Medical treatment has made astonishing advances over the years. But the packaging and delivery of that treatment are often inefficient, ineffective, and consumer unfriendly. This was articulated in an article on innovation in healthcare, published in the Harvard Business Review, way back, in its May 2006 issue.
Highlighting soaring healthcare cost, including ‘out of pocket’ health expenditure, and its impact on public health, the paper recommended innovative solutions for every related aspect of health care. These encompass – healthcare delivery, unleashing the power of technology, and customer-centric business models. Interestingly, despite enormous investment in drug innovation, the access to affordable health care for all, continued over the years.
The consequential scenario was well articulated in another paper on rising consumerism among healthcare consumers, published in the Deloitte Review issue 16, 2015. It noted, the existing business models are increasingly being challenged by all concerned. The aim is to find new sources of value – as expected by patients and deliver them effectively with innovative approaches for better outcomes. This has, initiated a recalibration of the healthcare system, as it were, in many parts of the world, including many -both developed and developing countries, across the globe.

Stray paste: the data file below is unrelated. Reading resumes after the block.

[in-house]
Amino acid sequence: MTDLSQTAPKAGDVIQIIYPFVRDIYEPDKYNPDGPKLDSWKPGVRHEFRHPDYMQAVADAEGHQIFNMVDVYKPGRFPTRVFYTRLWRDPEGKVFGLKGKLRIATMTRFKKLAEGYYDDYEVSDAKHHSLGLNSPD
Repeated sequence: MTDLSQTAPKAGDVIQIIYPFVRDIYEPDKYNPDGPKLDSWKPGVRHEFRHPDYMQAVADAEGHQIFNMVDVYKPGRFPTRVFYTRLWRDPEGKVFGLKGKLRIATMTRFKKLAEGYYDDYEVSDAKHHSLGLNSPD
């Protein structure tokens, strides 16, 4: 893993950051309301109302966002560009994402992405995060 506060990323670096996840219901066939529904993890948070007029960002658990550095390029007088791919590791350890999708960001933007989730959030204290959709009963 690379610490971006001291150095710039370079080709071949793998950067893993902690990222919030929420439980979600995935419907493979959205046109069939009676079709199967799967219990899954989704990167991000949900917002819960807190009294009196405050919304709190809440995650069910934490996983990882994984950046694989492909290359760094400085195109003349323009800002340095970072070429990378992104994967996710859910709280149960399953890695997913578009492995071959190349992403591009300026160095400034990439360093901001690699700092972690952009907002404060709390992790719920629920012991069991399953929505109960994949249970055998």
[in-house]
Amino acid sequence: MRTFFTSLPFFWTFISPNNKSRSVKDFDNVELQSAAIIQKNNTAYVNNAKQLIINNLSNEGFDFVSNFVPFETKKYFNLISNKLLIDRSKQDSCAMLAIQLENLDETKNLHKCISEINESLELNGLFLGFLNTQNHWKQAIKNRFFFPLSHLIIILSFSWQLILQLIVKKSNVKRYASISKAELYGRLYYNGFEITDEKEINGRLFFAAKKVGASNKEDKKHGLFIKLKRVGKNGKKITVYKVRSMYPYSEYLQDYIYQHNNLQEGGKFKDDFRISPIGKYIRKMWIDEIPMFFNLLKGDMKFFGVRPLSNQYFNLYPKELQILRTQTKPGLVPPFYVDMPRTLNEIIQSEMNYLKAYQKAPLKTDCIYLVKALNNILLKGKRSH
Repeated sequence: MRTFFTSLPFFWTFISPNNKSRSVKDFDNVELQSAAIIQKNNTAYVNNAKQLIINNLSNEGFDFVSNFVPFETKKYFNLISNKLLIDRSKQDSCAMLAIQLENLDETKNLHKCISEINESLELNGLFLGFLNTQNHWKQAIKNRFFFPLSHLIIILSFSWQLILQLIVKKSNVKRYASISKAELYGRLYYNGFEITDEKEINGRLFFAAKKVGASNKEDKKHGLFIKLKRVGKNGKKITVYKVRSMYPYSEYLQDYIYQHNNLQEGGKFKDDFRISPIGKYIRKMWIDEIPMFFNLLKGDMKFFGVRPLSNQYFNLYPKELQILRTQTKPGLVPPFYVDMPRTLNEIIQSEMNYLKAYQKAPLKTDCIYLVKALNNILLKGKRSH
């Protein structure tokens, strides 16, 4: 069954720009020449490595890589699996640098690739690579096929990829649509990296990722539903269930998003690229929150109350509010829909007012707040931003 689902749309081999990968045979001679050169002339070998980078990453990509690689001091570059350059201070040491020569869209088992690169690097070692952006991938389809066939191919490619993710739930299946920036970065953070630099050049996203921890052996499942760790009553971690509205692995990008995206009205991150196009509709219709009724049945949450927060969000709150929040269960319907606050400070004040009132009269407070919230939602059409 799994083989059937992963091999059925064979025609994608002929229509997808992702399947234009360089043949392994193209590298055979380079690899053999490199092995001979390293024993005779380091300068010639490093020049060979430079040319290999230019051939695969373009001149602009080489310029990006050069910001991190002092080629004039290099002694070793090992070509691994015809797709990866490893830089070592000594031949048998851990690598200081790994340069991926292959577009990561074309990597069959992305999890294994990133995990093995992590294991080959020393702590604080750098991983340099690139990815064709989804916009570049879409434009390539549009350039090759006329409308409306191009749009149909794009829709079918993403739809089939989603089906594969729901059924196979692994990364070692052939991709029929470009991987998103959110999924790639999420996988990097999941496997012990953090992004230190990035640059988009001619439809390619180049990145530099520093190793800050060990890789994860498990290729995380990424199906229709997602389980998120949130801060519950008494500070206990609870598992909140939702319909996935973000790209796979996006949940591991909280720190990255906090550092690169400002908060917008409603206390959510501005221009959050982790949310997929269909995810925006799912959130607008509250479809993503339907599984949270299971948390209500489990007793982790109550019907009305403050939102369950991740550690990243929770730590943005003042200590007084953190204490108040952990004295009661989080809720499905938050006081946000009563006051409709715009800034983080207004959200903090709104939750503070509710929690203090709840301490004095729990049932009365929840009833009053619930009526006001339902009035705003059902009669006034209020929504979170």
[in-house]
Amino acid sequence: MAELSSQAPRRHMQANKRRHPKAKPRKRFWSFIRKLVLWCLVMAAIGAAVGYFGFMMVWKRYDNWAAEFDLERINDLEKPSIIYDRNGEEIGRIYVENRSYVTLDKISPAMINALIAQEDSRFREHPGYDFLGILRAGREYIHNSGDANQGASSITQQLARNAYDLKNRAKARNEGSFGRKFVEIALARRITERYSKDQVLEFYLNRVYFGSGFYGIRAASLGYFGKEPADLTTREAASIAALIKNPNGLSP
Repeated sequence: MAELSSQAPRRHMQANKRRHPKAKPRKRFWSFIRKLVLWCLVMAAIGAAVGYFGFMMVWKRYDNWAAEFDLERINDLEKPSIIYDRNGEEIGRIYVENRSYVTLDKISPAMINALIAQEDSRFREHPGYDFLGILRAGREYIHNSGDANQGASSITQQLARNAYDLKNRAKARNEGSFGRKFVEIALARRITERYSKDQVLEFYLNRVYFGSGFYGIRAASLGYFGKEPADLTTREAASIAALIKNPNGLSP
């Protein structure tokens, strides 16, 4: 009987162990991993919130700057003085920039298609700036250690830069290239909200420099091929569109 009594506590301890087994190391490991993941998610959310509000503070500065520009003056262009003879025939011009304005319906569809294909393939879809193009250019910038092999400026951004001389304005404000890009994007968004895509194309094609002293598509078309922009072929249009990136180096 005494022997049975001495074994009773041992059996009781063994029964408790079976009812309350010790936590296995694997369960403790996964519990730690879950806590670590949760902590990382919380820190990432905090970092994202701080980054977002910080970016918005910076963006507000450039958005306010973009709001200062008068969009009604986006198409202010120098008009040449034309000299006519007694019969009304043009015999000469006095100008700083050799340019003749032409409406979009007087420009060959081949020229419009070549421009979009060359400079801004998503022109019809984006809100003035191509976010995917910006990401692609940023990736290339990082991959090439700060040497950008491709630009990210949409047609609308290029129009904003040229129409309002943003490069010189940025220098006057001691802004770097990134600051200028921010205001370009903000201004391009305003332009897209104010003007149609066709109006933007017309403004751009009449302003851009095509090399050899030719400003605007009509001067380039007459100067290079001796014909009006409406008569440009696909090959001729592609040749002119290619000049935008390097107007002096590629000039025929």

In this article, I shall try to explore this area, especially from the perspective of relevance of innovative business models for affordable access to innovative drugs in the new normal. Let me start with three basic innovation needs in the pharma business that may help chart out a meaningful pathway to attain this goal.
3 innovation areas to make health care better and cheaper:
In pharma industry, people mostly talk about product or treatment innovation. Although, this is of paramount importance to make healthcare more and more effective with time, but may not help save or heal more patients, commensurately.
Going by the ‘health care innovation catalog,’ as charted by the above Harvard Business Reviewarticle, ‘three kinds of innovation can make health care better and cheaper.’ These innovations are primarily related to:
- Use of ‘technology’ to develop new products and treatments or to improve care
- Bringing in innovative changes the ways ‘consumers’ buy and use healthcare.